BGD’s First Figurative Show is Diverse with Strong Narratives.
By Erin Goodwin-Guerrero

At Bill Gould Design in San Jose, the annual bash that brings clients in for an open house and celebrates Bill Gould’s commitment to the visual arts took a new turn with a new exhibition exploring a figurative theme. Wayne Jiang, Lucy Trager, Charlotte Kruk, Katherine Levin Lau and Eugene Rodriguez all approach the figurative with a slightly different focus. Curator Kathryn Funk began with the intense self-portrait montoypes of Katherine Levin-Lau and quickly decided to show a number of other interesting figurative artists, developing the first theme show in the newly expanded office, fabrication and exhibition space.

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Wayne Jiang’s Self Portrait with Plumeria

Wayne Jiang, whose small scale landscapes of lonely, beautifully and somewhat surreally lit urban nightcapes were superb at Heritage Bank, again delights us in this series of figures in lonely, alienated, situations. Jiang seems to find the moment in a larger narrative when every person is alone; sadness is lurking nearby, yet there is poignancy. His figures are introspective, maybe bored, tired, and sleepy, at the point of withdrawal. Painting mostly darkened situations, with artificial light, Jiang painstakingly and beautifully disperses light throughout a room with reflections on glass, upholstery, walls and the light-and-shadow folds of fabric. The rendering of his own figure in a chair, his face and hands, the bookcase, wall and floor in Self Portrait with Plumeria, is wonderfully soft and three-dimensional at the same time, with an unseen light source on the left. The bookcase, filled with the detail of books and papers, and the night scene in the window behind the figure are more fine elements of this painting.

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Sherman’s Wedding, by Wayne Jiang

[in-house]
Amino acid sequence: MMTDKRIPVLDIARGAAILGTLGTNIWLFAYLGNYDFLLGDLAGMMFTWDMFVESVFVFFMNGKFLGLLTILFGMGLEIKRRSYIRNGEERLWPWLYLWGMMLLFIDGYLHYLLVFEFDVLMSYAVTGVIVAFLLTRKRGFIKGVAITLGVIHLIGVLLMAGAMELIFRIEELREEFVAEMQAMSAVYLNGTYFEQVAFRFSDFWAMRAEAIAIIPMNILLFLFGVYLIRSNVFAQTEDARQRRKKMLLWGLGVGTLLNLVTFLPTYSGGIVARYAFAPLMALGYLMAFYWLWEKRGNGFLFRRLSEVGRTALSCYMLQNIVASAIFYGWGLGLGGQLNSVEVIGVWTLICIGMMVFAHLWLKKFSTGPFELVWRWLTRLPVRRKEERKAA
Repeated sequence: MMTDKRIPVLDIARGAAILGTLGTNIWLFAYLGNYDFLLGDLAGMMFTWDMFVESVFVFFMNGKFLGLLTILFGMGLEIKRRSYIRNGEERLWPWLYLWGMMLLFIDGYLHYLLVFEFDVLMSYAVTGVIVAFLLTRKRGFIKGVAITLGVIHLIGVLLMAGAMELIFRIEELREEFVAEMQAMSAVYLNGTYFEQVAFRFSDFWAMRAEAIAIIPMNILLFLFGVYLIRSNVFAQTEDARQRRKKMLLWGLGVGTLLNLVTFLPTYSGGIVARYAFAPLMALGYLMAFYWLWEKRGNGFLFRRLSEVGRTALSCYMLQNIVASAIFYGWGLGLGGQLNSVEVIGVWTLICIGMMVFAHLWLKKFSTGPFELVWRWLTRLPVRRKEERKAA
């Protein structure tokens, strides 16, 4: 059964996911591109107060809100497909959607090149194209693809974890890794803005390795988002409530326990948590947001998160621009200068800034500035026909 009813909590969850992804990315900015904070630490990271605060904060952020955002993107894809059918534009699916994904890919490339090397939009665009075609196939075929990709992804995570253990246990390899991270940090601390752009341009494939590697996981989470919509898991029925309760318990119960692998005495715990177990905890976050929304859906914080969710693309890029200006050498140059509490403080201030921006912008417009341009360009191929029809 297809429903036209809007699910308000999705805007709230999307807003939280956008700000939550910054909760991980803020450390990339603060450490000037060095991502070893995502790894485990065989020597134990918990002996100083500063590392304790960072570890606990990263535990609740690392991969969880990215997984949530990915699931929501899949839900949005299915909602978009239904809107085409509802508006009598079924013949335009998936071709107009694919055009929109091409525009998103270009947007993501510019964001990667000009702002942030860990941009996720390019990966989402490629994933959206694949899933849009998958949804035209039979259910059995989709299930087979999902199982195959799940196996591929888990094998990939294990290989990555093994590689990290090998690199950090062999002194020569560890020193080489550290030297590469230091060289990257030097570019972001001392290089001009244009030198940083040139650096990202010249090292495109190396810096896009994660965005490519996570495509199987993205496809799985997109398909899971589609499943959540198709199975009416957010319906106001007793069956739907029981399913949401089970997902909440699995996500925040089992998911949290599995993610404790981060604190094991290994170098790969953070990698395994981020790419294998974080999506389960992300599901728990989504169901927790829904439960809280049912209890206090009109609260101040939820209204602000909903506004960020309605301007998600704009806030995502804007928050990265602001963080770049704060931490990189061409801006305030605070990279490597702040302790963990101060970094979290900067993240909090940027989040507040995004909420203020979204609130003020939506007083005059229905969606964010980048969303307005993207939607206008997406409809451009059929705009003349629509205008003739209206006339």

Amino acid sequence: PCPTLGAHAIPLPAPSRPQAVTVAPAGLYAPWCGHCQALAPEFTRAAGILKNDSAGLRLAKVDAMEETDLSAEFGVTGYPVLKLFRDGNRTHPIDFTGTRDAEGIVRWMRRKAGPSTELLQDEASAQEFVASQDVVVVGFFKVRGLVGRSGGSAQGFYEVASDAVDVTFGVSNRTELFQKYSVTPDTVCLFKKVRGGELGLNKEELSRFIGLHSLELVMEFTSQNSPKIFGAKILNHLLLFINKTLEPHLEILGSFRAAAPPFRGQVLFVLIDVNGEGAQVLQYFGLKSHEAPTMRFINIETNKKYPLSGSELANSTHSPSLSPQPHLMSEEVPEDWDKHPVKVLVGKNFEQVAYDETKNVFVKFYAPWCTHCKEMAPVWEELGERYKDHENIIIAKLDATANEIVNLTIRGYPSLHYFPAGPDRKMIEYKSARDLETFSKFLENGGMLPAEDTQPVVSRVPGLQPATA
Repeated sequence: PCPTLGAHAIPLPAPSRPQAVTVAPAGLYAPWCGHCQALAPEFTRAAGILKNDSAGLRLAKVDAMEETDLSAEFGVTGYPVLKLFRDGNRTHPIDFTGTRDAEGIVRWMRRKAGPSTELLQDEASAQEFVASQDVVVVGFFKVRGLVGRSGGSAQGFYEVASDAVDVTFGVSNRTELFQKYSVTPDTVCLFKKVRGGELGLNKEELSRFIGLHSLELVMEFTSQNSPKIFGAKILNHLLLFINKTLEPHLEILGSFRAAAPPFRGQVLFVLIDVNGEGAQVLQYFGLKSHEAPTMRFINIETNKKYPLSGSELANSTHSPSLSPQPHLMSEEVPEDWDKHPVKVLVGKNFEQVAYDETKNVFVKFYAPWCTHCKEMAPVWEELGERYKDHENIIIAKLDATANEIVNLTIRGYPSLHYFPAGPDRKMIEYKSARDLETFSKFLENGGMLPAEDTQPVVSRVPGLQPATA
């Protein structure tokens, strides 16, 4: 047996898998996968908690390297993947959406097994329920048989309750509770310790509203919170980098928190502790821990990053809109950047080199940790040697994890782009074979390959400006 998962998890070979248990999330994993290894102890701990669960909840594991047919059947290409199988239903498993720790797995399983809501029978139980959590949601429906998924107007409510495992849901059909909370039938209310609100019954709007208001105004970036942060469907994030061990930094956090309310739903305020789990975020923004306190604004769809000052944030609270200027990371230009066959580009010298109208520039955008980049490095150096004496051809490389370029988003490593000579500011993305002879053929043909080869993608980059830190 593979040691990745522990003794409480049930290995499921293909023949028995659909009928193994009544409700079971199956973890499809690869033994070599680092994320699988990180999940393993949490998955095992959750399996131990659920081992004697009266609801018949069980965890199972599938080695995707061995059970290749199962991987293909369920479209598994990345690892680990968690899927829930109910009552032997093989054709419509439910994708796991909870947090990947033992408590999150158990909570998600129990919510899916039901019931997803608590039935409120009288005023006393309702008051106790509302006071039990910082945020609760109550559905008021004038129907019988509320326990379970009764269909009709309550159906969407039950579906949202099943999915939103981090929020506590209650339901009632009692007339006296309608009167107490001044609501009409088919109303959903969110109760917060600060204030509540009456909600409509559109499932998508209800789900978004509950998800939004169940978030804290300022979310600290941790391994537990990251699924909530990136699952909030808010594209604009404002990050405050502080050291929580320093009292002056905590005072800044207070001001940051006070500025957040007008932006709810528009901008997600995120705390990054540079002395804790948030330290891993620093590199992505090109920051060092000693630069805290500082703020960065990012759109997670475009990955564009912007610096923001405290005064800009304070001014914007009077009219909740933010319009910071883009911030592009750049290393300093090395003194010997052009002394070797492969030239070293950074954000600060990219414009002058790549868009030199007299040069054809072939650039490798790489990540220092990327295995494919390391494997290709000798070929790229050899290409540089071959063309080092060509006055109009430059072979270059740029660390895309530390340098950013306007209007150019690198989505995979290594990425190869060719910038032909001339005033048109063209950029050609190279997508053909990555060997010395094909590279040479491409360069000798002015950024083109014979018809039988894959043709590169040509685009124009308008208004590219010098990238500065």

In Sherman’s Wedding, Jiang has fun with the sea of plates — many orbs with remnants of food on them — the opened Chinese food cartons, empty water glasses, unopened brandy bottles, the shiny upholstery on the chairs, the distracted and sated parents and kids, and increasingly empty tables. It is a swirling sea of ovals retreating into the dark depths of the back of the restaurant. An occasional rectangle and vertical element punctuates. Throughout there are wonderful opportunities for Jiang to really work the paint and insert the highlights he loves. In paintings like Sherman’s Wedding, Scene from a Chinese Restaurant, and Sunday at Oakhill, Jiang takes us further into his vision as a painter — the way he sees light, his love of the material of paint and composition; furthermore, he brings us into events in a Chinese community that are both special and ordinary.

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Eugene Rodriguez’ Paradise

On entering the reception area of Bill Gould Design, a group of figures inhabit the large Eugene Rodriguez painting entitled Paradise. Is it the natural arena of trees and green that constitutes a “paradise”, or is it the social diversity of these men? The individuals in Rodriguez’ paintings are also part of a community, but they occupy spaces that are often disjointed, with inserts and details separating them one from the other and suggesting difficult if not impossible communication. There is a cholo/gangbanger, a zootsuiter, and a couple of everyday vatos – one seems to be a father with a baby bottle, perhaps also a gardener or an office worker or baseball player, but none really in the same space. If Wayne Jiang’s community is at once Chinese and everyday all-American in its activities and appearance, Rodriguez has something to say about diversity and difference. The Latino figures seen in his paintings are part of a great range of individuals he investigates, with each of their life histories, lifestyles, postures and attitudes demanding attention. These paintings are definitely primarily about Latino people, as opposed to paint, light or life in general.

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Blind: Power, Corruption and Lies, by Eugene Rodriguez